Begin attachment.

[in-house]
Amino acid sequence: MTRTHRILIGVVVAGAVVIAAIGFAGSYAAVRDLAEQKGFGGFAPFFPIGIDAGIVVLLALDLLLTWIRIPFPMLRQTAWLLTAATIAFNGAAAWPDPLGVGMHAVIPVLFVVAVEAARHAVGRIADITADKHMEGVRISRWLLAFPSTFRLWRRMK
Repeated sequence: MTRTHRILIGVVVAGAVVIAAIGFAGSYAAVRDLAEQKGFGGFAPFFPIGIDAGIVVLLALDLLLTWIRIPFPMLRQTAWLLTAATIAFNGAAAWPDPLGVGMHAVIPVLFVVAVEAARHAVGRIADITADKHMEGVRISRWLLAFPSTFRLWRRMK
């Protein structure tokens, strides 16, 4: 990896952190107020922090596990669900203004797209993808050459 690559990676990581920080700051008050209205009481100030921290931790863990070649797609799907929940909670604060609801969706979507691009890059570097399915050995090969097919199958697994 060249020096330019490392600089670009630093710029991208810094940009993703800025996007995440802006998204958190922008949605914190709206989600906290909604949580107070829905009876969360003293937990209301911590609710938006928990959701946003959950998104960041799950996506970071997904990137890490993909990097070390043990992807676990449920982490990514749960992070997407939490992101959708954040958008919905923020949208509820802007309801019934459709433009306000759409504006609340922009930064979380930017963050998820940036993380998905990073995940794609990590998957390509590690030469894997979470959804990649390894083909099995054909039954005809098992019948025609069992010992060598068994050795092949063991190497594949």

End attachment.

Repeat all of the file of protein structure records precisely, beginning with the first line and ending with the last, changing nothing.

[in-house]
Amino acid sequence: MTRTHRILIGVVVAGAVVIAAIGFAGSYAAVRDLAEQKGFGGFAPFFPIGIDAGIVVLLALDLLLTWIRIPFPMLRQTAWLLTAATIAFNGAAAWPDPLGVGMHAVIPVLFVVAVEAARHAVGRIADITADKHMEGVRISRWLLAFPSTFRLWRRMK
Repeated sequence: MTRTHRILIGVVVAGAVVIAAIGFAGSYAAVRDLAEQKGFGGFAPFFPIGIDAGIVVLLALDLLLTWIRIPFPMLRQTAWLLTAATIAFNGAAAWPDPLGVGMHAVIPVLFVVAVEAARHAVGRIADITADKHMEGVRISRWLLAFPSTFRLWRRMK
């Protein structure tokens, strides 16, 4: 990896952190107020922090596990669900203004797209993808050459 690559990676990581920080700051008050209205009481100030921290931790863990070649797609799907929940909670604060609801969706979507691009890059570097399915050995090969097919199958697994 060249020096330019490392600089670009630093710029991208810094940009993703800025996007995440802006998204958190922008949605914190709206989600906290909604949580107070829905009876969360003293937990209301911590609710938006928990959701946003959950998104960041799950996506970071997904990137890490993909990097070390043990992807676990449920982490990514749960992070997407939490992101959708954040958008919905923020949208509820802007309801019934459709433009306000759409504006609340922009930064979380930017963050998820940036993380998905990073995940794609990590998957390509590690030469894997979470959804990649390894083909099995054909039954005809098992019948025609069992010992060598068994050795092949063991190497594949």